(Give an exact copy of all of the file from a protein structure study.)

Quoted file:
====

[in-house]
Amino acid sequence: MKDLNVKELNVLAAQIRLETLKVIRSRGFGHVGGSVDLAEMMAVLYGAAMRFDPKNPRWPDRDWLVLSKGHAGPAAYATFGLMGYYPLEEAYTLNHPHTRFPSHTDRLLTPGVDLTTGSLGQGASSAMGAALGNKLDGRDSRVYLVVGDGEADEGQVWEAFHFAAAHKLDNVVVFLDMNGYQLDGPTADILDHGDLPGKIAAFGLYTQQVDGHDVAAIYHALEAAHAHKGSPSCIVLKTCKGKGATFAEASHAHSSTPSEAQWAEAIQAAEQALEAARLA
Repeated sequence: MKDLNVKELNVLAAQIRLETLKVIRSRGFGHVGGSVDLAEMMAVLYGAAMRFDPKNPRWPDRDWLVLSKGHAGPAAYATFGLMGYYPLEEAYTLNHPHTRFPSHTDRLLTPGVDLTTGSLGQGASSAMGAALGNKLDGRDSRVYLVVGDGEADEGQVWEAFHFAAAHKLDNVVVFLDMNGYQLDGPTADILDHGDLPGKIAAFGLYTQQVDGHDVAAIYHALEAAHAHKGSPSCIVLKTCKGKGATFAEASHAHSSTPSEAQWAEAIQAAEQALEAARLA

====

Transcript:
[in-house]
Amino acid sequence: MKDLNVKELNVLAAQIRLETLKVIRSRGFGHVGGSVDLAEMMAVLYGAAMRFDPKNPRWPDRDWLVLSKGHAGPAAYATFGLMGYYPLEEAYTLNHPHTRFPSHTDRLLTPGVDLTTGSLGQGASSAMGAALGNKLDGRDSRVYLVVGDGEADEGQVWEAFHFAAAHKLDNVVVFLDMNGYQLDGPTADILDHGDLPGKIAAFGLYTQQVDGHDVAAIYHALEAAHAHKGSPSCIVLKTCKGKGATFAEASHAHSSTPSEAQWAEAIQAAEQALEAARLA
Repeated sequence: MKDLNVKELNVLAAQIRLETLKVIRSRGFGHVGGSVDLAEMMAVLYGAAMRFDPKNPRWPDRDWLVLSKGHAGPAAYATFGLMGYYPLEEAYTLNHPHTRFPSHTDRLLTPGVDLTTGSLGQGASSAMGAALGNKLDGRDSRVYLVVGDGEADEGQVWEAFHFAAAHKLDNVVVFLDMNGYQLDGPTADILDHGDLPGKIAAFGLYTQQVDGHDVAAIYHALEAAHAHKGSPSCIVLKTCKGKGATFAEASHAHSSTPSEAQWAEAIQAAEQALEAARLA